Now, in the remote East African village of Kapchorwa, the Ebola virus has mutated into another airborne strain without losing any of its deadly potency.

In this thriller, terrorists stumble across this new, fully lethal strain and while the world fearfully watches the growing epidemic in West Africa as Sierra Leone goes into country-wide lockdown, only a few Americans are aware of Ebola K and the danger it poses—to be the deadliest pandemic in the history of mankind.

Can they do anything to protect themselves from this killer disease? Can they stop the terrorists?

ebolaK

REVIEW:

Most Kindle books I review earn 3 stars – they’re OK, but not great. Ebola K bucks that trend with a captivating storyline, life-like characters and intricately woven plot threads. Half terrorism thriller and half medical mystery, Ebola K is all excitement. In this first book of the Ebola K trilogy, we meet our American hero, Austin Cooper, who is volunteering in Uganda when terror strikes: ebola has mutated into an airborne virus & a powerful jihadist leverages this opportunity to infect greedy Western countries. Can Austin – or anyone? – stop the virus from spreading further?

Loved:

  • Short, action-packed chapters make it easier to digest the complexities of the storyline (e.g. what ebola is, how it works, etc)
  • Fresh writing that captures your attention from the opening sentence; you definitely feel like you’re in the midst of all this adventure, traveling with Austin in the dusty, arid and diseased areas of Uganda
  • Multifaceted characters who feel real and relatable, even the jihadi antagonists whose characters and personalities become increasingly complex and 3D as the story develops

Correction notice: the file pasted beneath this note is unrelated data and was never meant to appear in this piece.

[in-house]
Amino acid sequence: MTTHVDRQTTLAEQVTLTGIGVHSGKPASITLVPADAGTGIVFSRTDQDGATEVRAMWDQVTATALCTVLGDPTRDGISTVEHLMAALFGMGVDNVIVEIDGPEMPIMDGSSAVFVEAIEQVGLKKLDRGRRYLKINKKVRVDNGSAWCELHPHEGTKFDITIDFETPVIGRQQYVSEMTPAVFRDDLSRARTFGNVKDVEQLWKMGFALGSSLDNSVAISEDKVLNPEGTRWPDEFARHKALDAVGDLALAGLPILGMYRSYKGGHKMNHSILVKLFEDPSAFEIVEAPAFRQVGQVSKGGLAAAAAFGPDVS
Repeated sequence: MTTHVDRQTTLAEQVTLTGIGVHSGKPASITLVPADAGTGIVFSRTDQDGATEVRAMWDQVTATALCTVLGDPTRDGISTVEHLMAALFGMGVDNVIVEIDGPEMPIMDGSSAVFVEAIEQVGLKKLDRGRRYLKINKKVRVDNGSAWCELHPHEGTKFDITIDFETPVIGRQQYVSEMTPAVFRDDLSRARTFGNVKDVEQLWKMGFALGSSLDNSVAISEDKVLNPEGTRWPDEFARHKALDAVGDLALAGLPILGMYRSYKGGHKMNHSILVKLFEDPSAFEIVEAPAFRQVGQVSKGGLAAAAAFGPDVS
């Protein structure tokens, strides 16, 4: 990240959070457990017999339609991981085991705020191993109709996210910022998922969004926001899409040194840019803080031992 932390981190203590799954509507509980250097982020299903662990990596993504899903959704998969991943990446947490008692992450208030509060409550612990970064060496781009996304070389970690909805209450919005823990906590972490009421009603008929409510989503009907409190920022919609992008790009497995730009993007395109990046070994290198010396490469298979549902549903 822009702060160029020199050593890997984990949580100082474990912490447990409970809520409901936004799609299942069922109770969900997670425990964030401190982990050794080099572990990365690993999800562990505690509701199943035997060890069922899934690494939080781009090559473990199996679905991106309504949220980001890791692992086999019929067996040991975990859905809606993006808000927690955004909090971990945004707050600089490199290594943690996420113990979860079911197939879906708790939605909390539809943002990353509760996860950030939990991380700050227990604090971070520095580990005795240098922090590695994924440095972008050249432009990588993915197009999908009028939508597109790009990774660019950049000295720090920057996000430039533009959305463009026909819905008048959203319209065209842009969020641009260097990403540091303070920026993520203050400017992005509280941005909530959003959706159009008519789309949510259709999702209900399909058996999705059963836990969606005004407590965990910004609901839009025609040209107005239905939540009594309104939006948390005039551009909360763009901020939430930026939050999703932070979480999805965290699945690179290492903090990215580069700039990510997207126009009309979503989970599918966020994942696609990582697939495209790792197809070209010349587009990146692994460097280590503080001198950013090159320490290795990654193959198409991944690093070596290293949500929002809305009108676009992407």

Didn’t Love:

  • The story dragged on at times, especially during points I found less interesting e.g. NSA or CIA conversations
  • Nitpicking here, but the first and last terrorist actions were actually terrifying but in between terroristic threats lacked a little meat

Excerpts:

  • ” ‘Seems like ever since you got to Uganda, you can’t stop talking. But today, you’re quiet. What’s up?’ ” (opening sentence)
  • “Austin laughed– the laugh of someone who was twenty years old and still believed that bad things only happened to other people”
  • “Ebola was the kind of disease that scared the shit out of everybody”
  • “But just as life in America has a way of killing the soul with vapid pleasures, life in Africa broke the heart through random brutality”
  • “And in moments of clarity, Austin knew the pain that lived behind the sallow, dejected eyes of all those third-world children on all those television commercials that begged for his latte money when he was back in Denver”

I really loved how well the characters were written, from Austin and his family (dad, stepmom, sister) to Najid and his crew (brother, financial advisor) and even the questioning jihadists, Salim and Jalal. There were many characters but each with distinct personalities, drives, motivations, fears, beliefs, etc that it was not difficult to keep track of everyone. I also loved the way each character’s storyline started at a different place & slowly converged to eventually meet at the end of the first book.

Another high point was the irony in Najid’s character since he’s an insanely wealthy Arabic man who criticizes Western nations’ greed and reluctance to help poor people yet doesn’t financially support them either, and **SPOILER ALERT** secretly burned hundreds of people alive in order to destroy evidence of his evil work there & protect his future reputation as a sympathetic hero **END SPOILER**. Najid is a well written antagonist, and Salim’s conflicted feelings on jihad (“are we just trading evil Western rulers for evil Arabic ones?”) are on point especially when it comes to Najid’s hypocritical nature.

RECOMMENDED FOR: adults, post-apocalyptic and contemporary fiction lovers, heavy reading

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Welcome!

Thanks for stopping by my book blog! I hope to review one book a week but know that might not be possible due to time constraints with work and family. Let’s see where life takes us!